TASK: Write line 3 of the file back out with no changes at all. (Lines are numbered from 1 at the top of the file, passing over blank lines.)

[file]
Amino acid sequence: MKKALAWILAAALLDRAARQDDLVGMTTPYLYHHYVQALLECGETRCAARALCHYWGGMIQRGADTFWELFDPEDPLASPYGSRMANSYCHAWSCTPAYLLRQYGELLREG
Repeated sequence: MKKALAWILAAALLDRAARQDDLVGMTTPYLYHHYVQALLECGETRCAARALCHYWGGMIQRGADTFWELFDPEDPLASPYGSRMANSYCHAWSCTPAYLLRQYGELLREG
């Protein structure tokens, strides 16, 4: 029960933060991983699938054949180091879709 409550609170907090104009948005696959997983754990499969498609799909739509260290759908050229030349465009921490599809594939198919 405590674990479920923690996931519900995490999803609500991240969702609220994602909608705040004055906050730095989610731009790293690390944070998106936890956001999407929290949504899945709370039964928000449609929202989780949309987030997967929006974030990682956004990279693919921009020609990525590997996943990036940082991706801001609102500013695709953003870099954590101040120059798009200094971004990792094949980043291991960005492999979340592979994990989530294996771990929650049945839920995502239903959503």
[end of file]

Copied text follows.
């Protein structure tokens, strides 16, 4: 029960933060991983699938054949180091879709 409550609170907090104009948005696959997983754990499969498609799909739509260290759908050229030349465009921490599809594939198919 405590674990479920923690996931519900995490999803609500991240969702609220994602909608705040004055906050730095989610731009790293690390944070998106936890956001999407929290949504899945709370039964928000449609929202989780949309987030997967929006974030990682956004990279693919921009020609990525590997996943990036940082991706801001609102500013695709953003870099954590101040120059798009200094971004990792094949980043291991960005492999979340592979994990989530294996771990929650049945839920995502239903959503």